Vestal Review’s Editor, David Galef, has published over a dozen books, including the novels Flesh, Turning Japanese, and How to Cope with Suburban Stress (listed by Kirkus as one of the Best 30 Books of 2006); the short-story collections Laugh Track and My Date with Neanderthal Woman (winner of Dzanc Books’ Short Story Collection Award); two children’s books, The Little Red Bicycle by Random House and Tracks by William Morrow Junior; a co-edited anthology of fiction called 20 over 40 (University Press of Mississippi); and the poetry collections Flaws and Kanji Poems (David Roberts Books). His latest volume is Brevity: A Flash Fiction Handbook (Columbia University Press). His website is www.davidgalef.com, his Twitter handle @dgalef. He’s a professor of English and the creative writing program director at Montclair State University.
Contributing Editor Christopher Notarnicola served four years with the United States Marine Corps before receiving his MFA in creative writing from Florida Atlantic University. His work has appeared in Best American Essays, Consequence Magazine, Hotel Amerika, Image Journal, North American Review, The Southampton Review, and elsewhere. He lives in Pompano Beach, Florida.
Contributing Editor Phil Olsen is a short story writer from Liverpool, UK, who enjoys finding the absurd in the everyday. He has a Creative Writing MA from the University of Manchester and has won three flash fiction competitions – Northern Short Story Festival 2017; Writing on the Wall’s WoWFest 2016; and Book Week Scotland 2014. His writing has appeared in Bath Flash Fiction and Flash Fiction Festival and is forthcoming with Comma Press. You can find him online at polsen.co.uk
Contributing Editor Blaise Allysen Kearsley is a Brooklyn based writer, teacher, artist, and storyteller, who mostly prefers things you can do indoors. She identifies as Black, biracial, or person of color. Her writing has appeared in Longreads, VICE, Electric Literature’s The Nervous Breakdown, Cringe: Teenage Diaries, Journals, Poems, and Abandoned Rock Operas, Mortified: Real Words. Real People. Real Pathetic., and elsewhere. She teaches memoir and personal essay writing workshops, and is also the creator, producer, and host of the long running How I Learned, a live storytelling / comedy / reading series. Find out how to pronounce all her names at: blaiseallysenkearsley.com
Art Editor Angie Kang is an artist and writer living in Providence, Rhode Island. Her writing has been published or is forthcoming in Narrative, Porter House Review, Lunch Ticket, Hobart, 5×5, and others. In 2020, she won first place in the Casey Shearer Memorial Award for Excellence in Creative Nonfiction, the Kim Arstak Memorial Award for poetry, and the Beth Lisa Feldman Prize in Children’s Literature. Find more of her work at www.angiekang.net, or on instagram @anqiekanq.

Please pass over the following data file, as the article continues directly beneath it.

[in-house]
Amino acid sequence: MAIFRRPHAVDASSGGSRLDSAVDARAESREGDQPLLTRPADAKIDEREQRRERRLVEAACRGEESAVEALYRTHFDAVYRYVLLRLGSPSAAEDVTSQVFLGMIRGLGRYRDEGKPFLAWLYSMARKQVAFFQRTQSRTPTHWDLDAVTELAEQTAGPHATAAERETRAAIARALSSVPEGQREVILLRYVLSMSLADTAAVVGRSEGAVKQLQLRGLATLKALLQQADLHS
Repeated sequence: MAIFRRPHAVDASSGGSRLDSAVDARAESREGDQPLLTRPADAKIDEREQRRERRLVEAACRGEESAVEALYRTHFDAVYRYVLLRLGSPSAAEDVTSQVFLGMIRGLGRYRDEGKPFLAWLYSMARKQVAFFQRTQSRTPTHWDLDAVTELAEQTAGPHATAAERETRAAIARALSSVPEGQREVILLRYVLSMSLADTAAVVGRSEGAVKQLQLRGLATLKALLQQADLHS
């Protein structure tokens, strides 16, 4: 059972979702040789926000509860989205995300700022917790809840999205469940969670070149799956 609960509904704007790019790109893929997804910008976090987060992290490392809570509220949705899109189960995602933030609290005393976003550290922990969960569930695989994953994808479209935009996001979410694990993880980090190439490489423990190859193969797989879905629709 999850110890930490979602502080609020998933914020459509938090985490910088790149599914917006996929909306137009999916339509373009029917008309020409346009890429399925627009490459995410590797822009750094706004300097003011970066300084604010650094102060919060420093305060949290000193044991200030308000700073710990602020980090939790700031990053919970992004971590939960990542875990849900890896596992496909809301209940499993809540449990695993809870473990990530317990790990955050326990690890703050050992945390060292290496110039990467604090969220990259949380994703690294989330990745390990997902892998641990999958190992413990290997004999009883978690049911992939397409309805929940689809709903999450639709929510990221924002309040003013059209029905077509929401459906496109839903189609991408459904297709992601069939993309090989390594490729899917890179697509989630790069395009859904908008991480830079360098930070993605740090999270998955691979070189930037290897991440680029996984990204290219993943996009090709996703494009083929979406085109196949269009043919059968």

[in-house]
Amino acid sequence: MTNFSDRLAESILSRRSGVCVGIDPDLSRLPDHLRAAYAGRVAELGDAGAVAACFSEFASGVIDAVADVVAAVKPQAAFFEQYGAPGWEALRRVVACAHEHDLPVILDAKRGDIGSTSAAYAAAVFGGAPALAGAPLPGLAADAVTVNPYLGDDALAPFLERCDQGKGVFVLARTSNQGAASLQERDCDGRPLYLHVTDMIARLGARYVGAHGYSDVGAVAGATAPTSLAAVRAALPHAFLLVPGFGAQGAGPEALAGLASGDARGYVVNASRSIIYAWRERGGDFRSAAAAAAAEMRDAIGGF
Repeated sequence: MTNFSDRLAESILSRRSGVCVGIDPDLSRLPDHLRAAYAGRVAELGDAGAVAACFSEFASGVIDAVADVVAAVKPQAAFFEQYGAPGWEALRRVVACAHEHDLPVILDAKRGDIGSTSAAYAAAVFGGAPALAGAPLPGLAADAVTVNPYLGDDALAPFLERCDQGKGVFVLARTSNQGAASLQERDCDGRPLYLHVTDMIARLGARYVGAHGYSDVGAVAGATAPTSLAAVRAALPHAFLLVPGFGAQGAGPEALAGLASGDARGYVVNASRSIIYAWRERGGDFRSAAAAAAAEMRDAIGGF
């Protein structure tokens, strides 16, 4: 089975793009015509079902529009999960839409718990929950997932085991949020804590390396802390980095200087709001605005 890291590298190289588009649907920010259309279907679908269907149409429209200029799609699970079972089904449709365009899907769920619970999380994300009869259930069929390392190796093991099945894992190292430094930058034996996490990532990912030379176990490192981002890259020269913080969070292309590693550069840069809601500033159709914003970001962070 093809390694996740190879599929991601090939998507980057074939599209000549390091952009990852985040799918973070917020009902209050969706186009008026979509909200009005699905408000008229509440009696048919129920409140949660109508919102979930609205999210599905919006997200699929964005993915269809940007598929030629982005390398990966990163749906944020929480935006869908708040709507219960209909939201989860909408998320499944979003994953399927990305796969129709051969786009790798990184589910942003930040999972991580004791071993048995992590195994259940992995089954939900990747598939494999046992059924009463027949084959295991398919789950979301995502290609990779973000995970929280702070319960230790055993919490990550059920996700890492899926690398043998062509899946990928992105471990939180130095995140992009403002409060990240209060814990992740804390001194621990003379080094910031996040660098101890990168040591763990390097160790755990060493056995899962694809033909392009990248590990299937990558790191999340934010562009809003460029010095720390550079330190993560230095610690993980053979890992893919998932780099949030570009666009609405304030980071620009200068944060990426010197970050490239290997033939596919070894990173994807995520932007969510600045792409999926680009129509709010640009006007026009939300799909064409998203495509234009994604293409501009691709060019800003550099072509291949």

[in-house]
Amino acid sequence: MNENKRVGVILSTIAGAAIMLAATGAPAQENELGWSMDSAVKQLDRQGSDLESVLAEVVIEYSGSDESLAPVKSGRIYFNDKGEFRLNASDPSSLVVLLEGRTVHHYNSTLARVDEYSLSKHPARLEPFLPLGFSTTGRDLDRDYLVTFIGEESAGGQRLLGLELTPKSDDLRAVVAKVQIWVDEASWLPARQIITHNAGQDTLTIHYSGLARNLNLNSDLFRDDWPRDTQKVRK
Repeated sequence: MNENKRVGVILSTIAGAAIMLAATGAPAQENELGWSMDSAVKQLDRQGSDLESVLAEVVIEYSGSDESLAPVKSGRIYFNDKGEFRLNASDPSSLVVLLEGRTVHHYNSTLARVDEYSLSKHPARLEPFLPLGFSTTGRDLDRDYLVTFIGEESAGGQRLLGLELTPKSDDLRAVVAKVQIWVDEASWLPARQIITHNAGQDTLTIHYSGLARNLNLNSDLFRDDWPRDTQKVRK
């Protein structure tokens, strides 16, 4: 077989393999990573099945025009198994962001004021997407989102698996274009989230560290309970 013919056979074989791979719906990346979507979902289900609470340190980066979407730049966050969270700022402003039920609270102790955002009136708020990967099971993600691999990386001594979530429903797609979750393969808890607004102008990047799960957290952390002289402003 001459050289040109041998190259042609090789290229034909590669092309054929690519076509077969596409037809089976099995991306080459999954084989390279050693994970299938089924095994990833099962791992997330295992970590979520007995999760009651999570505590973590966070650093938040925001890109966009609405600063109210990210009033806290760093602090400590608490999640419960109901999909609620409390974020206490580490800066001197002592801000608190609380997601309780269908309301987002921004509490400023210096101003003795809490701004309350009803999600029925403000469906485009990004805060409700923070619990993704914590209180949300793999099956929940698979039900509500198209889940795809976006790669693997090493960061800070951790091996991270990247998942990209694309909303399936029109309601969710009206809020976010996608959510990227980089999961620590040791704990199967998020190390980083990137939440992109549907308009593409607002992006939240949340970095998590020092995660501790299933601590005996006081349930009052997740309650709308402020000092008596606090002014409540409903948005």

Social Media Coordinator Heather Lockhart lives in New Jersey, spends too much time on social media, and is allegedly a writer. If you remove two words from her business card, her title reads ‘Disaster.’ She’s just happy to be here.
Mark Budman, Vestal Review’s Co-Founder in 2000, was born in the former Soviet Union. His fiction and non-fiction writing appeared or is about to appear in such magazines as Witness, Five Points, American Scholar, Huffington Post, World Literature Today, Daily Science Fiction, Mississippi Review, Virginia Quarterly, The London Magazine (UK), McSweeney’s, Sonora Review, Another Chicago, Sou’wester, Southeast Review, Mid-American Review, Painted Bride Quarterly, the W.W. Norton anthology Flash Fiction Forward, Not Quite What I Was Planning: Six-Word Memoirs by Writers Famous and Obscure, Short Fiction (UK), and elsewhere. His novel My Life at First Try was published by Counterpoint Press to wide critical acclaim. He has co-edited flash fiction anthologies from Ooligan Press and Persea Books/Norton. His website.
Co-Founder Susan O’Neill is the author of Don’t Mean Nothing (Ballantine 2001), a collection of short stories based loosely on her hitch as an Army Nurse in Viet Nam; as well as Calling New Delhi for Free: And Other Ephemeral Truths of the 21st Century (Peace Corps Writers, 2013). Her stories and essays have appeared on line and in print, in commercial and literary magazines, professional journals, Spoken Word zines and, in the Old Days, in real newsprint.